“Taken by itself, the St. Matthew Passion felt a little mundane. But compared to Zauberflöte, it could have been the Second Coming.” Our Own JJ was in no mood last week, it seems. [New York Observer]
Our Own JJ (not pictured) writes in the New York Observer, “The combination of the Metropolitan Opera’s opening night—one of the most glamorous social events of the year, in theory at least—and a new production of Le Nozze di Figaro—which is, after all, about a wedding—should result in a doubly gala event. So it’s twice as disappointing that Monday night’s performance of the Mozart masterpiece turned into a four-hour fizzle.” (Photo: Ken Howard, Metropolitan Opera)
“A philosophical espousal of the principle of protest doesn’t entail an endorsement of the content of a particular demonstration. I applaud the Klinghoffer protesters for voicing their opinions, but that doesn’t stop me from saying that I find those opinions ill-informed, inept and downright dangerous.” [New York Observer]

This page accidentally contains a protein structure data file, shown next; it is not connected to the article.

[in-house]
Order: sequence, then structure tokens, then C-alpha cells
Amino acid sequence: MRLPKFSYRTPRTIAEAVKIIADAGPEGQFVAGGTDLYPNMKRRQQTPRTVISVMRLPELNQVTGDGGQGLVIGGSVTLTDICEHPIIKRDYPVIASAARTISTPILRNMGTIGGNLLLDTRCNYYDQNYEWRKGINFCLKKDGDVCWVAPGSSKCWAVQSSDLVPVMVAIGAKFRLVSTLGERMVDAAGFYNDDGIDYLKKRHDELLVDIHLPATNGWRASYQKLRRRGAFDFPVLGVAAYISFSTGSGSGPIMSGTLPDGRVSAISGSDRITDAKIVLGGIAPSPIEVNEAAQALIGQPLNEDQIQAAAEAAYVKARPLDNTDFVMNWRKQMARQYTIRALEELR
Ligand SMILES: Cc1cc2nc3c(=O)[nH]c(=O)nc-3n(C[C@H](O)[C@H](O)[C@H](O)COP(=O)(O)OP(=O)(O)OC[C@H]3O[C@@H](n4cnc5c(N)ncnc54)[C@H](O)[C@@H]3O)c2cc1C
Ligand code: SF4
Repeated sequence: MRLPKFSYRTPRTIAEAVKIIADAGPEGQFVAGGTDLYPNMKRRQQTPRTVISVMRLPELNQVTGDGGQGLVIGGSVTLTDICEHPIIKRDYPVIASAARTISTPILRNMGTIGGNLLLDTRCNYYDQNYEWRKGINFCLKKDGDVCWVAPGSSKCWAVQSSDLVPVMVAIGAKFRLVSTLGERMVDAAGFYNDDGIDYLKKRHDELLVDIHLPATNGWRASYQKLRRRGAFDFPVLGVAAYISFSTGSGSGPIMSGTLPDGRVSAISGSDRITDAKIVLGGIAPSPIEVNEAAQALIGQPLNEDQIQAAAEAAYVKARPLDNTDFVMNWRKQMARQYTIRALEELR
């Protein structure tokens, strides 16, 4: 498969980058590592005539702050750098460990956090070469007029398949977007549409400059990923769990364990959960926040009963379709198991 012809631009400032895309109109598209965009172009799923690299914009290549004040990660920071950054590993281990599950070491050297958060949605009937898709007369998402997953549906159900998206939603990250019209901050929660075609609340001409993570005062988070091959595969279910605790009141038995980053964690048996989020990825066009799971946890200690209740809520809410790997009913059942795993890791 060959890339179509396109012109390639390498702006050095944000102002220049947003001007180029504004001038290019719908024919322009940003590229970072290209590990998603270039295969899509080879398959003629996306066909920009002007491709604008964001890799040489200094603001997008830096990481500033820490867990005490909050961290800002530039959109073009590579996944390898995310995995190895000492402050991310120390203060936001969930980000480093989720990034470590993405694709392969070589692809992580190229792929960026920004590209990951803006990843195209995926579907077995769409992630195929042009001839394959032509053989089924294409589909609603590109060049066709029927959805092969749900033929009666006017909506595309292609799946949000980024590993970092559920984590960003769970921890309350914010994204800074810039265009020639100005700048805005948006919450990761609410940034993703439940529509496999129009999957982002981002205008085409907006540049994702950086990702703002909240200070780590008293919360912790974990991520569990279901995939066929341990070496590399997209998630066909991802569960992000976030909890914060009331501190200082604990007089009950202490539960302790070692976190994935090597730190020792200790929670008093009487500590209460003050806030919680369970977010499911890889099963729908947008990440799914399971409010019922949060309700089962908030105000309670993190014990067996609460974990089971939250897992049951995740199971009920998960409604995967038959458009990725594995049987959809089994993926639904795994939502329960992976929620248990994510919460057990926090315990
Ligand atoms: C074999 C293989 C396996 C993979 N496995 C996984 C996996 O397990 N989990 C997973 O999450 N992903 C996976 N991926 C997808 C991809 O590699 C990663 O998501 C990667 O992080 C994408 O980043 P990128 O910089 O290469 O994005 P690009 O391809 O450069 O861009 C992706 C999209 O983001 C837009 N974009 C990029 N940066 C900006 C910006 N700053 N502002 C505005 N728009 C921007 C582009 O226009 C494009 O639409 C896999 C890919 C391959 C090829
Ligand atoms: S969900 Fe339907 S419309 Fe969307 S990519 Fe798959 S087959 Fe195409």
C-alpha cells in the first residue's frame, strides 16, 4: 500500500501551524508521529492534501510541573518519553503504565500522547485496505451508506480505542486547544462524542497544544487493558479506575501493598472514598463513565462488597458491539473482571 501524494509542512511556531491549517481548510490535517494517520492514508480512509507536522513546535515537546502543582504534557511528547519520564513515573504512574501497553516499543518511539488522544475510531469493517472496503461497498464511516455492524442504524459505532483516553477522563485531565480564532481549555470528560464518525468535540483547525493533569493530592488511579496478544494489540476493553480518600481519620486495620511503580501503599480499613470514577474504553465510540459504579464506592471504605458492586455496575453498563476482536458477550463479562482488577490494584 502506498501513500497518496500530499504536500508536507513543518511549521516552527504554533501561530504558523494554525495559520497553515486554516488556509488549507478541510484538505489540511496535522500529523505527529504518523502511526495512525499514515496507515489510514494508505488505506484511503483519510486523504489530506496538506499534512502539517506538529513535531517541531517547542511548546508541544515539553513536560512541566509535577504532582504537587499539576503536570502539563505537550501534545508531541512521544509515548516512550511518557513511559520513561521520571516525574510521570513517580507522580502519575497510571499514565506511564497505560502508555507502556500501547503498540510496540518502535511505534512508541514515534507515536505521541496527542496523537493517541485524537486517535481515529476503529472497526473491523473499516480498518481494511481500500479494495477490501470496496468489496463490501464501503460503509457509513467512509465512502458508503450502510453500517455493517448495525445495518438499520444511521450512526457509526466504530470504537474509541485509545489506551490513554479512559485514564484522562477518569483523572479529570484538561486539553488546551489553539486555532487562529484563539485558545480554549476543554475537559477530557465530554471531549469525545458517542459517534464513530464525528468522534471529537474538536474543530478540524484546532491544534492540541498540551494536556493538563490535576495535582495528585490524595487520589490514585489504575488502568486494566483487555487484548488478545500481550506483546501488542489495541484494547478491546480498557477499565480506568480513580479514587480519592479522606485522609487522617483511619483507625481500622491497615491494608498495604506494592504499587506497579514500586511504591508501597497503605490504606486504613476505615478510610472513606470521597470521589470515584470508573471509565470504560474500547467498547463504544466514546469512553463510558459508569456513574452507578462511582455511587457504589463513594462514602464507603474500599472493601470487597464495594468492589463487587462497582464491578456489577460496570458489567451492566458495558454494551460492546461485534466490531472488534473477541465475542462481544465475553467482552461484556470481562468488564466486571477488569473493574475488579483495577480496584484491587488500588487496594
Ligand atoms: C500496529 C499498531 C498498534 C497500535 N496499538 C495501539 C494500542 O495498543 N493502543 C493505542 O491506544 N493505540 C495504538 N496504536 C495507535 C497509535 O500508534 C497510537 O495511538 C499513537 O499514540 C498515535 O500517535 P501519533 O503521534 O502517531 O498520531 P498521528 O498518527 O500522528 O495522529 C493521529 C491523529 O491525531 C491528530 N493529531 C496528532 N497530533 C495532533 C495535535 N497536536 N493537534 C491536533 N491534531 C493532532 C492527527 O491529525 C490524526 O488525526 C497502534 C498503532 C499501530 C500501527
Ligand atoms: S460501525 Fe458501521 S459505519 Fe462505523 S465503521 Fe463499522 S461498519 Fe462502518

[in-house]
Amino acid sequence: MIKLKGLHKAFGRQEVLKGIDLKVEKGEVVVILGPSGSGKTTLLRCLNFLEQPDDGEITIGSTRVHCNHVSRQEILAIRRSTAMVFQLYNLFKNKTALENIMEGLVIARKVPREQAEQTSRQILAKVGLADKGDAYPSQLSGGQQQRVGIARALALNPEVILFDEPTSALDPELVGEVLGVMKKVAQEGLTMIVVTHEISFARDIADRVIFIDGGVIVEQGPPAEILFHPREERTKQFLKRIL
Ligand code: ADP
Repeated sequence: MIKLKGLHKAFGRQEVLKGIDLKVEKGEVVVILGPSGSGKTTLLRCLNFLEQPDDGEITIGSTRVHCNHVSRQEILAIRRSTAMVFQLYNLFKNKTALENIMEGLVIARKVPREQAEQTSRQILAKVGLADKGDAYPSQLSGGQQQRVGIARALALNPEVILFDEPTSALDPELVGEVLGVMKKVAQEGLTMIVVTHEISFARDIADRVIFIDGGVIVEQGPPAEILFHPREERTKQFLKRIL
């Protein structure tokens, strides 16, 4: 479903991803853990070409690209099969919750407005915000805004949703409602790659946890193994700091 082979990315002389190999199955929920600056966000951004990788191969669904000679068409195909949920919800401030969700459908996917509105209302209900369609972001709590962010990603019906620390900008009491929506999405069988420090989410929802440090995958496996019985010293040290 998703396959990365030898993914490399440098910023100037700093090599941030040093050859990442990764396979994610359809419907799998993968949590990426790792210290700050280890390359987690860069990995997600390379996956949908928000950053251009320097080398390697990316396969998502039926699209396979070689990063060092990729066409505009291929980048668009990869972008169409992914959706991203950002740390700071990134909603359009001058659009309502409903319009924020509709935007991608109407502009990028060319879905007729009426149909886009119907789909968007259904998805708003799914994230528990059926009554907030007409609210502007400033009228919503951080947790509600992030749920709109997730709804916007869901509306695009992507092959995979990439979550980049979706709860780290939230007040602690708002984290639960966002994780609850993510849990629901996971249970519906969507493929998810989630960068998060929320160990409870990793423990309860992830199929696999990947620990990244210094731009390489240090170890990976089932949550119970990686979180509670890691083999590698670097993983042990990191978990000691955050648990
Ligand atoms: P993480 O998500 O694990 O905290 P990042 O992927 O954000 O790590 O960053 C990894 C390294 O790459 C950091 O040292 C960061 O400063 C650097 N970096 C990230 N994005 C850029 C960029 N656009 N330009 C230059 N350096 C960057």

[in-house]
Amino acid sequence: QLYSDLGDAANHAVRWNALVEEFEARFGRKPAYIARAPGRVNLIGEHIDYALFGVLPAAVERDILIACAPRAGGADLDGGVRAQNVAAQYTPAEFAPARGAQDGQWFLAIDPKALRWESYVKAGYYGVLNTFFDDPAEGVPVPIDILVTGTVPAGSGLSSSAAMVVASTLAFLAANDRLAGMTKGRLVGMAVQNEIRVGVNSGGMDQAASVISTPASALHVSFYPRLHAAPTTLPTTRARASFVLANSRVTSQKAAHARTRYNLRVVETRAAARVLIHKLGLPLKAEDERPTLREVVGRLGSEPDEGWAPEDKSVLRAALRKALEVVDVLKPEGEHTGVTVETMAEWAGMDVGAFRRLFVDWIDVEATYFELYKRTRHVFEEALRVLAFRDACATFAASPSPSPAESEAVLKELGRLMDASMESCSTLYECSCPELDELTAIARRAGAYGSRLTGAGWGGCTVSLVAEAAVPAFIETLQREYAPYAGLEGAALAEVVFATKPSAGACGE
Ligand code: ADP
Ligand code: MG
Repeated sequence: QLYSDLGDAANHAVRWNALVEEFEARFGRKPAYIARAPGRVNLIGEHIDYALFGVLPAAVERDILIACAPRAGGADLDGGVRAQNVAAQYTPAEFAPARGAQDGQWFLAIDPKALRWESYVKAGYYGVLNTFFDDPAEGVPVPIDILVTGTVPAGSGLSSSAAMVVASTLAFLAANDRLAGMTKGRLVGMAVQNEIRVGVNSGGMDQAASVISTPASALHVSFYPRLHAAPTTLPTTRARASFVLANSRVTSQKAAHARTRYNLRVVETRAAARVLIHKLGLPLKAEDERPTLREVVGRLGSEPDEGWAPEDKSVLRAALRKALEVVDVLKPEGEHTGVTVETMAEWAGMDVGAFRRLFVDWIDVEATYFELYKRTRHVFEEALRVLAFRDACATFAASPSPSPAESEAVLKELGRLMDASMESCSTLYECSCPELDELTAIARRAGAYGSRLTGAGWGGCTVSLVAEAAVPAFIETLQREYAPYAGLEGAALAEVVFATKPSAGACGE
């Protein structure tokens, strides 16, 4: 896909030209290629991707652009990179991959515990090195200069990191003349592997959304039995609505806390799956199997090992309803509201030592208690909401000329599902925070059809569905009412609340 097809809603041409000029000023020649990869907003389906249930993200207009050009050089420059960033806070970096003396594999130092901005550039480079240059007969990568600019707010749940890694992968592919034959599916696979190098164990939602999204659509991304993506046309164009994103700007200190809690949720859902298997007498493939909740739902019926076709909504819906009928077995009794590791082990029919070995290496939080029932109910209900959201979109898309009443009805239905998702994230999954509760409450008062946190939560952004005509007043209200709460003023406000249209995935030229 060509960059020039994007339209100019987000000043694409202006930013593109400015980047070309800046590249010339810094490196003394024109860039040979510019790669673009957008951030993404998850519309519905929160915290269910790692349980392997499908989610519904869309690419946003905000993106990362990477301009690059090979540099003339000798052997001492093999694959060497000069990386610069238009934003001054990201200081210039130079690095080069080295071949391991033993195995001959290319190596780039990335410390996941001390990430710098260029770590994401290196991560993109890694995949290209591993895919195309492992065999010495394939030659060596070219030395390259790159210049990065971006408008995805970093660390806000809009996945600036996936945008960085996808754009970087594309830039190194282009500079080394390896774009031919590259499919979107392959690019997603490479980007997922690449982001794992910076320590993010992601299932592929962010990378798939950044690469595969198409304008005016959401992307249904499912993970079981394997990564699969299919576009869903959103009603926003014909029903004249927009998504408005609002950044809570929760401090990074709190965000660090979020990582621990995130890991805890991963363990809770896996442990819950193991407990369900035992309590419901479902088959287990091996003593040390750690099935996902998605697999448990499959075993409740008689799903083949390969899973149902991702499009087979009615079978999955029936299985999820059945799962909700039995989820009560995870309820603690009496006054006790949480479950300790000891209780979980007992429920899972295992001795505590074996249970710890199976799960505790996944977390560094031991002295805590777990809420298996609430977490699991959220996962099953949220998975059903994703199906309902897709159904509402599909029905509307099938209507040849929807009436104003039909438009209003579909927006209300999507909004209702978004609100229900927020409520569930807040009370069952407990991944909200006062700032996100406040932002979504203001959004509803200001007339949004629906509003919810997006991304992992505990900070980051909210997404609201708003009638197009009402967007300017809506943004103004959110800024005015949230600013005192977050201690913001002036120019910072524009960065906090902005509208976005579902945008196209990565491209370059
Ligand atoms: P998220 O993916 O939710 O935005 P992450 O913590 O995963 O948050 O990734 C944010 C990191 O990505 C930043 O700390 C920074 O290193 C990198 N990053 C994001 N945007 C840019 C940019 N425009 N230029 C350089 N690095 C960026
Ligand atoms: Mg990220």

“Labor! Oh, the problem of labor at the Met is gargantuan,” Our Own JJ (not pictured) would have said, had he thought of it.
Mark Morris’ staging of Acis and Galatea at Lincoln Center is everything good about summer condensed into two hours.
“The dark clouds hovering over Mr. Gelb should not obscure his very real achievements.”
“Mr. Burden did his best to wrestle with what looked like a disused Dale Chihuly chandelier, but…”
Our Own JJ (not pictured) debates Tim Smith, classical music critic of the Baltimore Sun, on the topic of the Met’s cancellation of the HD telecast of The Death of Klinghoffer.
“At Carnegie Hall last Thursday, a capacity crowd witnessed what might be the final official act of a monarch who has reigned for more than four decades.”